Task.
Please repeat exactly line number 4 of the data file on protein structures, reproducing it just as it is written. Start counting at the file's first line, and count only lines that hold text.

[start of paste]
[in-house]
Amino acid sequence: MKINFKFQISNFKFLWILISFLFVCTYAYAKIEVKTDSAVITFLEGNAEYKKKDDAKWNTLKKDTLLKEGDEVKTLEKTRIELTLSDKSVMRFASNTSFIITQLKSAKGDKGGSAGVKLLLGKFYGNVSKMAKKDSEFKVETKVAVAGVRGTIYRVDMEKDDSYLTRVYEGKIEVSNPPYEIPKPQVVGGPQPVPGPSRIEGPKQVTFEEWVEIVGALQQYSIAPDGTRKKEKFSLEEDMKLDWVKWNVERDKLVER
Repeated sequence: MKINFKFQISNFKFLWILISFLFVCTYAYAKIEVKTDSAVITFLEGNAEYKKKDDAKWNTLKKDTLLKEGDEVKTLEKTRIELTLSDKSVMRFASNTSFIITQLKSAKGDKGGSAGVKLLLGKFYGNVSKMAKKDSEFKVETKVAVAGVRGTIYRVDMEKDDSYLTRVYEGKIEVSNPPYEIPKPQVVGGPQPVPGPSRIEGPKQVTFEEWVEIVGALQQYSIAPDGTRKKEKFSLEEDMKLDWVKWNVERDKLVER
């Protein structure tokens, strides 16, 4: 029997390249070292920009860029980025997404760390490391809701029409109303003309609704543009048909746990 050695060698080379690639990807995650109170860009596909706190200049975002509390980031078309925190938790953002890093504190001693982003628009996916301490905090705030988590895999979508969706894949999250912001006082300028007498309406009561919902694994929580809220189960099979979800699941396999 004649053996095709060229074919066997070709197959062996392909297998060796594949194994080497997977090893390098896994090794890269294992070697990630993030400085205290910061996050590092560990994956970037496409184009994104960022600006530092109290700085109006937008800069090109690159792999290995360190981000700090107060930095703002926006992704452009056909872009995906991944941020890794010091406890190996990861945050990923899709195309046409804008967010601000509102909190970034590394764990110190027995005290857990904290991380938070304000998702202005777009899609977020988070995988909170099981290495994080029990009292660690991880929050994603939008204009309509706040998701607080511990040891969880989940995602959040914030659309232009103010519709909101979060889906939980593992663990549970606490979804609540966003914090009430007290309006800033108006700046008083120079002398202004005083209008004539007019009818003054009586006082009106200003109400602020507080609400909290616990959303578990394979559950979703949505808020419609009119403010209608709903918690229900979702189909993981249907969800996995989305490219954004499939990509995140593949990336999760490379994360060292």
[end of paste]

């Protein structure tokens, strides 16, 4: 029997390249070292920009860029980025997404760390490391809701029409109303003309609704543009048909746990 050695060698080379690639990807995650109170860009596909706190200049975002509390980031078309925190938790953002890093504190001693982003628009996916301490905090705030988590895999979508969706894949999250912001006082300028007498309406009561919902694994929580809220189960099979979800699941396999 004649053996095709060229074919066997070709197959062996392909297998060796594949194994080497997977090893390098896994090794890269294992070697990630993030400085205290910061996050590092560990994956970037496409184009994104960022600006530092109290700085109006937008800069090109690159792999290995360190981000700090107060930095703002926006992704452009056909872009995906991944941020890794010091406890190996990861945050990923899709195309046409804008967010601000509102909190970034590394764990110190027995005290857990904290991380938070304000998702202005777009899609977020988070995988909170099981290495994080029990009292660690991880929050994603939008204009309509706040998701607080511990040891969880989940995602959040914030659309232009103010519709909101979060889906939980593992663990549970606490979804609540966003914090009430007290309006800033108006700046008083120079002398202004005083209008004539007019009818003054009586006082009106200003109400602020507080609400909290616990959303578990394979559950979703949505808020419609009119403010209608709903918690229900979702189909993981249907969800996995989305490219954004499939990509995140593949990336999760490379994360060292």